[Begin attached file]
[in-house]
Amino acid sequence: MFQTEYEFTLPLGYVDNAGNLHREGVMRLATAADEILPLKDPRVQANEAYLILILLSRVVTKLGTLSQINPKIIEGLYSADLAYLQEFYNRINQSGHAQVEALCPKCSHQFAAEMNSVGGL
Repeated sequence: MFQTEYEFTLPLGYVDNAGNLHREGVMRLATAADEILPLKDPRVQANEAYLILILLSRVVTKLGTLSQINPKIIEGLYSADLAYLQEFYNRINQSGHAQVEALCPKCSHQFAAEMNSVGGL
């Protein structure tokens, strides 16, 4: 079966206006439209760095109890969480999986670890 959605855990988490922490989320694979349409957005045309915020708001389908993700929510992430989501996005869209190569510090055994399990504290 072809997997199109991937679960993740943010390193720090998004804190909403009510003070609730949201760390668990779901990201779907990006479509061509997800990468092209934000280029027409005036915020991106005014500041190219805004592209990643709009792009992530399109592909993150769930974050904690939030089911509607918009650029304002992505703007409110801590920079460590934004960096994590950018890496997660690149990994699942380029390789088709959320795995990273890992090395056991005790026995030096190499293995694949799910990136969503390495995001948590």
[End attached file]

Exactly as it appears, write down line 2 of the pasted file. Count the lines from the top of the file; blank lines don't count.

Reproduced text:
Amino acid sequence: MFQTEYEFTLPLGYVDNAGNLHREGVMRLATAADEILPLKDPRVQANEAYLILILLSRVVTKLGTLSQINPKIIEGLYSADLAYLQEFYNRINQSGHAQVEALCPKCSHQFAAEMNSVGGL